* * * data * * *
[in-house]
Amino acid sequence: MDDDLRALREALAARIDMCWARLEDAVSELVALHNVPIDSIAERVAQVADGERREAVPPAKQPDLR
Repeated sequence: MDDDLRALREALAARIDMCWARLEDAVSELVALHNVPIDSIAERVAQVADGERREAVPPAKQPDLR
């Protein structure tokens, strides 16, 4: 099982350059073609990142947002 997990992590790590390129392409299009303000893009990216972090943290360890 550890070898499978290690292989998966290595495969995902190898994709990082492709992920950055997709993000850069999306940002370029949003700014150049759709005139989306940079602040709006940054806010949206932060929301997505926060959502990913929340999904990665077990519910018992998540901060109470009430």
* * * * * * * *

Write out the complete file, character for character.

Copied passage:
[in-house]
Amino acid sequence: MDDDLRALREALAARIDMCWARLEDAVSELVALHNVPIDSIAERVAQVADGERREAVPPAKQPDLR
Repeated sequence: MDDDLRALREALAARIDMCWARLEDAVSELVALHNVPIDSIAERVAQVADGERREAVPPAKQPDLR
């Protein structure tokens, strides 16, 4: 099982350059073609990142947002 997990992590790590390129392409299009303000893009990216972090943290360890 550890070898499978290690292989998966290595495969995902190898994709990082492709992920950055997709993000850069999306940002370029949003700014150049759709005139989306940079602040709006940054806010949206932060929301997505926060959502990913929340999904990665077990519910018992998540901060109470009430």